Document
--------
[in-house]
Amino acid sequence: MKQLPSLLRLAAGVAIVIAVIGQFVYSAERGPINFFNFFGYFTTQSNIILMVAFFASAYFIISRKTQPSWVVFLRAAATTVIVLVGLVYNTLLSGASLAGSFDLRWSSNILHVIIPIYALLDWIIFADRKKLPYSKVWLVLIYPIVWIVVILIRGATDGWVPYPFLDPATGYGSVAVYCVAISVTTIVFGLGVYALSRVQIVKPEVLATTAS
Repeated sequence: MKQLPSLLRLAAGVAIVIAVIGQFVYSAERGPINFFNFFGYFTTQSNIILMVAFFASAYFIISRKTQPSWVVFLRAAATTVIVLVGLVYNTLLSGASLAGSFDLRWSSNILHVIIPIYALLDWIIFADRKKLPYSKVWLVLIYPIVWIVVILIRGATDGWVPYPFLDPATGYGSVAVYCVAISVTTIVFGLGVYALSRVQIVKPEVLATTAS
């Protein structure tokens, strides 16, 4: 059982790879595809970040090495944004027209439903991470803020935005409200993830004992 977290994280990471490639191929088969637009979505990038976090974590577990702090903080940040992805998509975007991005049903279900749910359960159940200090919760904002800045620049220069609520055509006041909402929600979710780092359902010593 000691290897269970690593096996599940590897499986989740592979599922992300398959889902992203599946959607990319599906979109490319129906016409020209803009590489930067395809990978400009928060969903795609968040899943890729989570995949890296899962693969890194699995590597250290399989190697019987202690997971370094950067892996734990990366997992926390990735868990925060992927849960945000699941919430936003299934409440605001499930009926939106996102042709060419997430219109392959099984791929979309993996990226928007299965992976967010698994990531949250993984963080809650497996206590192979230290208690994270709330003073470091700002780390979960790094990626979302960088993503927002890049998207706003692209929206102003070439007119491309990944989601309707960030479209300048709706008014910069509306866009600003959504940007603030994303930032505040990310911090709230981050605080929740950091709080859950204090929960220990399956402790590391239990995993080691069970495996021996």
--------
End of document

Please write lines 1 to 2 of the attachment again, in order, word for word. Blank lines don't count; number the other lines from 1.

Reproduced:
[in-house]
Amino acid sequence: MKQLPSLLRLAAGVAIVIAVIGQFVYSAERGPINFFNFFGYFTTQSNIILMVAFFASAYFIISRKTQPSWVVFLRAAATTVIVLVGLVYNTLLSGASLAGSFDLRWSSNILHVIIPIYALLDWIIFADRKKLPYSKVWLVLIYPIVWIVVILIRGATDGWVPYPFLDPATGYGSVAVYCVAISVTTIVFGLGVYALSRVQIVKPEVLATTAS